Fenil and Bollywood


Posted on: October 24, 2009

By Minty Tejpal (MUMBAI MIRROR; October 24, 2009)

Harishchandrachi Factory, the Marathi feature film that is India’s nomination for the next Oscar awards, is a delightful little gem of a movie, which seems to have emerged against all odds. The period film is directed by a new writer-director, it has no stars, an obviously tight budget with zero frills, but it does have a powerful story told with a spirit, exuberant enough to make it a winner, regardless of whether the foreign experts judge it so or not. The only bad news, if that is, the film is only going to release in India next year, so that’s a pity. However, as my mummy said, good things in life are worth waiting for.

As you may be aware, Harishchandrachi Factory is the inspired story of the pioneering Dadasaheb Phalke, who made India’s first ever motion picture, and is thus considered the father of Indian cinema- Bollywood ka baap. The story starts in the year 1911, a distant time when another Raj was still ruling India, and Mumbai was yet called Bombay, whether the new Raj likes it or not. We meet the quirky Dundiraj Govind Phalke, a middle aged father of two boys, who is jobless after abruptly stopping his printing press business following a quarrel with his partner. He has since dabbled in various failed jobs, and right now he is playing a corny magician to a bunch of school kids, using his elder son as part of the act. A magician with a stage name of Kelpha, the reverse of Phalke! Absolutely delightful.

One day, Phalke stumbles onto a roadside tent displaying a new attraction. Curious, he goes inside to check – and ends up seeing a moving picture being transmitted on a white curtain. Like the rest of the small audience, he is absolutely transfixed by the seeming magic. Remember, it’s an era when cinema was yet unheard of, while common people were scared to even pose for a still photograph, since a camera was rumored to steal one’s very soul. Undeterred, Phalke decides to make his very own movie. Doubted by his friends and brother, but ably supported by his strong wife, Phalke proceeds on his quixotic journey to make India’s first motion picture. In the bargain he sells his belongings, recruits his friends and family as cast and crew, even travels to London to learn the craft and finally returns to direct his movie titled, Harishchandra.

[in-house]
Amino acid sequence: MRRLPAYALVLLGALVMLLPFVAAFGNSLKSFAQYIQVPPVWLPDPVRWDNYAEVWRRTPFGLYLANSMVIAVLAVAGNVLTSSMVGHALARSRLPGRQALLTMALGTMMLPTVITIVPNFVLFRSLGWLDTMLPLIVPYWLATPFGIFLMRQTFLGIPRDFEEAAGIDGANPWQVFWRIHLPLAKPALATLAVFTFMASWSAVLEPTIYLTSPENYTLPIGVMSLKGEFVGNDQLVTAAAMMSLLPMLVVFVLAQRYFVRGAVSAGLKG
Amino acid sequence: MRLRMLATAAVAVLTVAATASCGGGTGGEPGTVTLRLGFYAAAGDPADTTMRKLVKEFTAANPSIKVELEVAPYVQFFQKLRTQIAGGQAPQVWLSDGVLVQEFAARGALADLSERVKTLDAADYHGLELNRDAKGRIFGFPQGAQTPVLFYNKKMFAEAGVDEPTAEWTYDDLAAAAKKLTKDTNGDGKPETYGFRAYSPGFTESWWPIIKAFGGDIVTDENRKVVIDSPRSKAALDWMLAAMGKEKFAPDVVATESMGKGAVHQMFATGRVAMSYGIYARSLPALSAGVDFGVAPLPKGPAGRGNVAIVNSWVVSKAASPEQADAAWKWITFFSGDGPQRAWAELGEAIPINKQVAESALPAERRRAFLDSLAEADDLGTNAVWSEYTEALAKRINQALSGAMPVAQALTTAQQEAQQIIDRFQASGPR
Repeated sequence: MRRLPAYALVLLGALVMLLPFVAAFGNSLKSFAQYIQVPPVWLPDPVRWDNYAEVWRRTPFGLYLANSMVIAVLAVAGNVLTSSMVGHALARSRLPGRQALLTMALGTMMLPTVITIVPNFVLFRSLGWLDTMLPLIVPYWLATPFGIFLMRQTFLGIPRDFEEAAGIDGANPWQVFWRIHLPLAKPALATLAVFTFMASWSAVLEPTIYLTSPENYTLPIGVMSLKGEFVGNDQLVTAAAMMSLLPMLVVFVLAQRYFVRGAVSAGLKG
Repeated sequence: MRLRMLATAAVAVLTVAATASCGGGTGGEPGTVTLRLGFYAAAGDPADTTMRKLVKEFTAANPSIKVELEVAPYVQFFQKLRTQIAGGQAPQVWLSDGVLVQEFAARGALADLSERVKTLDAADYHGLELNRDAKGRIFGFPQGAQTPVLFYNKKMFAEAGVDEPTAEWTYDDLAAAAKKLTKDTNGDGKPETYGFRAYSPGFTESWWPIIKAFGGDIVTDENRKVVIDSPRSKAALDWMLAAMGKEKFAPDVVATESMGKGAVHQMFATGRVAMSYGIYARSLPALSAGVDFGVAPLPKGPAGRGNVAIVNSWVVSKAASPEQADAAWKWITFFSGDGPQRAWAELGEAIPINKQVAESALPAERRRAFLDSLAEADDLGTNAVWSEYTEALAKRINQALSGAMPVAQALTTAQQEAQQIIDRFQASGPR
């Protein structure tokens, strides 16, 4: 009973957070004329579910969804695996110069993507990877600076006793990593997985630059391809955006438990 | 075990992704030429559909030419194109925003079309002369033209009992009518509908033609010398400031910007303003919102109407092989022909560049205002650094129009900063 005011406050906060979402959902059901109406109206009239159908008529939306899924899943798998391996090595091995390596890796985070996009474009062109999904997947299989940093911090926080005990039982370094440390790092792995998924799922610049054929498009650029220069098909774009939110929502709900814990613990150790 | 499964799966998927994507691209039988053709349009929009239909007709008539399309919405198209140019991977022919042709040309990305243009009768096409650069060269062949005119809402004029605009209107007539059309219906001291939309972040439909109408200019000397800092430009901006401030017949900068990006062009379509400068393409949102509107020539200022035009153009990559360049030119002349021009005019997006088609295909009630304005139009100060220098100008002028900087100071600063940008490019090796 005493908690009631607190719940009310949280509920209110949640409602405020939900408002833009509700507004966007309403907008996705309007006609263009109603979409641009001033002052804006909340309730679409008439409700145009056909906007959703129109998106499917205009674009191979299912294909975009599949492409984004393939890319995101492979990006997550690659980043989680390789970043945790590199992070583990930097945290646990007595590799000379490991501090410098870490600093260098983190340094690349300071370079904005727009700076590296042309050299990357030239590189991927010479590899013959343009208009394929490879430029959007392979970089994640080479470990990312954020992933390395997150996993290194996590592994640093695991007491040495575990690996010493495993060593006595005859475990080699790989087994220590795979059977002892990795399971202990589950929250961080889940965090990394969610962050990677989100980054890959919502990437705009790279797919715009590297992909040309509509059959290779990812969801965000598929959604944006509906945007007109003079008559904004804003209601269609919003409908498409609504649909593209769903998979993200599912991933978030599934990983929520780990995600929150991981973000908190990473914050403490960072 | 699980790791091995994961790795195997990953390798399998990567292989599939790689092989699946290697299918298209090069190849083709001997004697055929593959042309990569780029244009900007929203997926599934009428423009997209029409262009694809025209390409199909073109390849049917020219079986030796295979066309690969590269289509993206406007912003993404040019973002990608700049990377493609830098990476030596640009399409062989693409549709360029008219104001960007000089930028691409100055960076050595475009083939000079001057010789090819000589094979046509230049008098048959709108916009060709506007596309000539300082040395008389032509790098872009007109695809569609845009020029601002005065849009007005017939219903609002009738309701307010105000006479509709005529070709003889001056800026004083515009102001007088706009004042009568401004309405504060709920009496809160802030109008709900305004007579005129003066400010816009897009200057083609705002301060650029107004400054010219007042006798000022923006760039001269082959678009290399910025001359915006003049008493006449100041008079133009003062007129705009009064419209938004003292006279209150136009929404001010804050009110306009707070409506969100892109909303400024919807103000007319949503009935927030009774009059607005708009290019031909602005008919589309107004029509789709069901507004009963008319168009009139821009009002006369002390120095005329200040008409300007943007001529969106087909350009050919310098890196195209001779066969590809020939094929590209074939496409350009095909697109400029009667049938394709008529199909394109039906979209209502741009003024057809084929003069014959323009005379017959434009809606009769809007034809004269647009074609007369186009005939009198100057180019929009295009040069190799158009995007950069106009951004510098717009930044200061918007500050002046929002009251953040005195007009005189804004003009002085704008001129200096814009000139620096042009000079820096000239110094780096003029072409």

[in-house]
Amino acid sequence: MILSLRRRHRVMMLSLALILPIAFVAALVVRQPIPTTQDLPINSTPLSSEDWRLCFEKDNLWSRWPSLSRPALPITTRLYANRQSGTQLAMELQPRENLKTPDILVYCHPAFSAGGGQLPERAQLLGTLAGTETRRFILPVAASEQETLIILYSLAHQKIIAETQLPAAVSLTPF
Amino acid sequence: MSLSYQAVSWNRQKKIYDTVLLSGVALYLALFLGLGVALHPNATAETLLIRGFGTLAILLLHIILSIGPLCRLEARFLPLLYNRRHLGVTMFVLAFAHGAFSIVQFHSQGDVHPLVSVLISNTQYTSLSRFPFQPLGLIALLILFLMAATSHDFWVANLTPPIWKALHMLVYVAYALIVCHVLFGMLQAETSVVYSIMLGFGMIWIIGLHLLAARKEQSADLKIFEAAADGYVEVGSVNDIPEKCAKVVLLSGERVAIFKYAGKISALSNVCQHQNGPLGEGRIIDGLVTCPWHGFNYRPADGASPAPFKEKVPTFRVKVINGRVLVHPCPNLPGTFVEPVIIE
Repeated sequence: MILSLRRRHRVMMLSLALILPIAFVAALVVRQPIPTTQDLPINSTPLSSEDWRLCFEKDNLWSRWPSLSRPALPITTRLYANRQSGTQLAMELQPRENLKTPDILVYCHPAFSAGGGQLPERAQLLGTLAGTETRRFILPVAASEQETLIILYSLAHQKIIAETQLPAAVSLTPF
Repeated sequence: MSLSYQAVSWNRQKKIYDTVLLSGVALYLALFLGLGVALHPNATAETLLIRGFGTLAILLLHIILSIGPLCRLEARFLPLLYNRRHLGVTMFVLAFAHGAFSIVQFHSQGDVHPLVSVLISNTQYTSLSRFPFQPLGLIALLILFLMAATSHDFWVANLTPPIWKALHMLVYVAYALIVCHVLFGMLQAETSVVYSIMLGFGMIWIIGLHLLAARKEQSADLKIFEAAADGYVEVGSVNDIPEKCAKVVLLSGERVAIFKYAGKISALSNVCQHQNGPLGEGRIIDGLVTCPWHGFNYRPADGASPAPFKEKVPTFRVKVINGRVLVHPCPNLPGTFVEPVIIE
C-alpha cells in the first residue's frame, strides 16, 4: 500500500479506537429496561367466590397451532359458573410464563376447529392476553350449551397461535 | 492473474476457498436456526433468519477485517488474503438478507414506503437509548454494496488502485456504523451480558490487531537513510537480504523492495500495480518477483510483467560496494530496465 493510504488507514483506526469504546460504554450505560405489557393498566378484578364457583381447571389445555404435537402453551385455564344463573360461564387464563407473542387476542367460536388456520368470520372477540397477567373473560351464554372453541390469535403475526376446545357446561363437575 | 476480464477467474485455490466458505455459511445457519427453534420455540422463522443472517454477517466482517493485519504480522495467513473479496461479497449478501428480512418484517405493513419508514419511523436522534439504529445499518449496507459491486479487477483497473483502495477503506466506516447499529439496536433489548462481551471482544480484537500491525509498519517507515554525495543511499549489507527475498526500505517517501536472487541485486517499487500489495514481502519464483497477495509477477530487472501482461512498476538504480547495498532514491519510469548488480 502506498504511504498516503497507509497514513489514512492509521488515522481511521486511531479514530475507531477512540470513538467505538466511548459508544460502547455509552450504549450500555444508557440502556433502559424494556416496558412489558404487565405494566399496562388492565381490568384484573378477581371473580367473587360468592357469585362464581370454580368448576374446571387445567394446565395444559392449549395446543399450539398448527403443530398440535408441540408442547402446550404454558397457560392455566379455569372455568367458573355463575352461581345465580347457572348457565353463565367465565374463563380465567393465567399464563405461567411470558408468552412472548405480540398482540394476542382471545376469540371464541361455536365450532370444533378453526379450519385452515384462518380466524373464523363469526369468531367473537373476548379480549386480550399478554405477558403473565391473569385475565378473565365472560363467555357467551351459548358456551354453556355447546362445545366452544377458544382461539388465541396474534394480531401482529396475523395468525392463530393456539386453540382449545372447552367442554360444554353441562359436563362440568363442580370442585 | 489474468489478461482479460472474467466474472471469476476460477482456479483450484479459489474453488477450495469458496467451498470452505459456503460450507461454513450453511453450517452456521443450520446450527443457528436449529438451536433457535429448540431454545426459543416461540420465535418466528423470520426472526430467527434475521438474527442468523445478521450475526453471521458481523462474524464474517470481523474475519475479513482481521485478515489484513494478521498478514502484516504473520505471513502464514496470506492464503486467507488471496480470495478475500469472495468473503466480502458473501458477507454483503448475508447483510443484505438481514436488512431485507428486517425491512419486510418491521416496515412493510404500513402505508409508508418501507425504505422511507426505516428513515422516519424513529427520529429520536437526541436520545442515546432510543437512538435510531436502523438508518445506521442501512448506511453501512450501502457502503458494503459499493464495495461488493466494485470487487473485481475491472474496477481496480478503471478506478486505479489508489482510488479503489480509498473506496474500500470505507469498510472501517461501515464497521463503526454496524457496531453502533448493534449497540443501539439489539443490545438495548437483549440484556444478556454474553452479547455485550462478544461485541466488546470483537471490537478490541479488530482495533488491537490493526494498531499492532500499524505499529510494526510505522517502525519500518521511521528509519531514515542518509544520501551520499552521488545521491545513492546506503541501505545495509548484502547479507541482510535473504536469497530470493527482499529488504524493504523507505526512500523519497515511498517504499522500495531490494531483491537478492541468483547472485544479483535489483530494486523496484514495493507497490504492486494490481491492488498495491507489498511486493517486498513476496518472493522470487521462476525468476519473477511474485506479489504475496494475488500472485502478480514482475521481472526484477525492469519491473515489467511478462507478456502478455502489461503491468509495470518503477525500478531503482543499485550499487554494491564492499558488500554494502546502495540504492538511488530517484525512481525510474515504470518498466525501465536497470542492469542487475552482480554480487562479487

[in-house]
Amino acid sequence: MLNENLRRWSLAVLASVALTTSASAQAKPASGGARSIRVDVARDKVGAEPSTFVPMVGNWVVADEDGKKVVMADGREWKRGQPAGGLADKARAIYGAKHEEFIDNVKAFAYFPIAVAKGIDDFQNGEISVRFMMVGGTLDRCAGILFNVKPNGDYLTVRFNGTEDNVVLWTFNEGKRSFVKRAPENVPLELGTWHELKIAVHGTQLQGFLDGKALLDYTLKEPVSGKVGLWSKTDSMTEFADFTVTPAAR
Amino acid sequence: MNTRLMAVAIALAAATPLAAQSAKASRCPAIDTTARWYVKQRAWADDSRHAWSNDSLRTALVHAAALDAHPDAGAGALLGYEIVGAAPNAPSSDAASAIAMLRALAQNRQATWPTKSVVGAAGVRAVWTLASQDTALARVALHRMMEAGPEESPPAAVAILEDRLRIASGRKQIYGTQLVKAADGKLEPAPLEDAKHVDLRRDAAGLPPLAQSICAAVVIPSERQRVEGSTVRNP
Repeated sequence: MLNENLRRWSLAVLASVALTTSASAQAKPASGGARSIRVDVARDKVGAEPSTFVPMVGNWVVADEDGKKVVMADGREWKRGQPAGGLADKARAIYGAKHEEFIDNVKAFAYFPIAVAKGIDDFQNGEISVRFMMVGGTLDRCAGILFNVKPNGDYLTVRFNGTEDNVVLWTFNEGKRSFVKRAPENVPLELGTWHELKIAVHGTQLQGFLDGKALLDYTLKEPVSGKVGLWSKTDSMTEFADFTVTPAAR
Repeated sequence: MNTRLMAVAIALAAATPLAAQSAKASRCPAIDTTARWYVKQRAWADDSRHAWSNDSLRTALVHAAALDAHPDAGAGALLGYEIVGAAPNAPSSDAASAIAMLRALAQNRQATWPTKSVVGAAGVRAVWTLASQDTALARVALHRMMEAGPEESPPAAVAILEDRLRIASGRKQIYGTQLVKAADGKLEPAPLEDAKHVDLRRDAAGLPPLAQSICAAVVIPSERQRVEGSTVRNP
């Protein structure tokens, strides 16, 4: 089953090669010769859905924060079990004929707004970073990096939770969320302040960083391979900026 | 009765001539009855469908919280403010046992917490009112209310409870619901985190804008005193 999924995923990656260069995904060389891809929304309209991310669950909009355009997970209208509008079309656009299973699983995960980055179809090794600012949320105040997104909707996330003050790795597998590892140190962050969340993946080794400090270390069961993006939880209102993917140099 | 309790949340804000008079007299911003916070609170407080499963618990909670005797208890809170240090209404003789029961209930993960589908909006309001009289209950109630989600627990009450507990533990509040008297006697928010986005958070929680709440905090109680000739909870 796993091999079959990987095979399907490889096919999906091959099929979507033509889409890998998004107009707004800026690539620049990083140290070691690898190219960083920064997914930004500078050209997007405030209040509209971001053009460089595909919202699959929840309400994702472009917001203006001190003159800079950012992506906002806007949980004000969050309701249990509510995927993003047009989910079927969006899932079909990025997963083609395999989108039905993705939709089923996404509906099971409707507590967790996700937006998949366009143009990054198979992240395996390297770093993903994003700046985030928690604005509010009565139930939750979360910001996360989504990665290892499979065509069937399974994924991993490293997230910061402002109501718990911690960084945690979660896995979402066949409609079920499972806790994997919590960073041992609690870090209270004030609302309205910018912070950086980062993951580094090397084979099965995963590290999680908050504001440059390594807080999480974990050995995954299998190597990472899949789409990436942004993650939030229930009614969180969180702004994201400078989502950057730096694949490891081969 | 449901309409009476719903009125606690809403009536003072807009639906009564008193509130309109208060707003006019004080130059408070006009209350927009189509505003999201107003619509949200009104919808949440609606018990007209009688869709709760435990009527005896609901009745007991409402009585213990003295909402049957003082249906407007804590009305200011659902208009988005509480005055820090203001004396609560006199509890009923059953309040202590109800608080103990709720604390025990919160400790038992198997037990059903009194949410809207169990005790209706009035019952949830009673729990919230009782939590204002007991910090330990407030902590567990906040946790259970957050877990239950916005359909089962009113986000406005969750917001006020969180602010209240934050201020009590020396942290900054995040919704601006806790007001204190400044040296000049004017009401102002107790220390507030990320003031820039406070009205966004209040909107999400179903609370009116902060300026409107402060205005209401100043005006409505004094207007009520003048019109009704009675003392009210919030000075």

The film is full of unique special moments and each of the ensemble cast, specially the wife (Vibhavari) and two kids do an absolutely stellar job. Paresh Mokashi follows the Bicycle Thief style of minimal storytelling and uses simple elements to create a period feel. This is no lavish costume period drama, but instead a story smartly told with minimal props, like a tramcar, horse buggy along with superb music (Anand Modak) which really sets the early 1900s mood. Harishchandrachi Factory also has a very strong touch of Chaplinesque humor, specially the dialogueless montage sequences. But where the director triumphs, is in keeping the tone of the film light and breezy, from dialogue to performances. There is no moralising or great vision to be seen, and instead the film is treated like a mad journey.

The very character of Phalke, superbly played by actor Nandu Madhav, has a charming, child like curiosity, and doesn’t even seem to take himself seriously. Purists may disagree with this oddball depiction of Phalke, but it sure makes for great cinema. After a few years of controversial Oscar nominations from India, finally, here is a film that no one should argue with. Hopefully.


Awesome film… waiting for release to watch it again!

Leave a Reply

Fill in your details below or click an icon to log in:

WordPress.com Logo

You are commenting using your WordPress.com account. Log Out / Change )

Twitter picture

You are commenting using your Twitter account. Log Out / Change )

Facebook photo

You are commenting using your Facebook account. Log Out / Change )

Google+ photo

You are commenting using your Google+ account. Log Out / Change )

Connecting to %s

%d bloggers like this: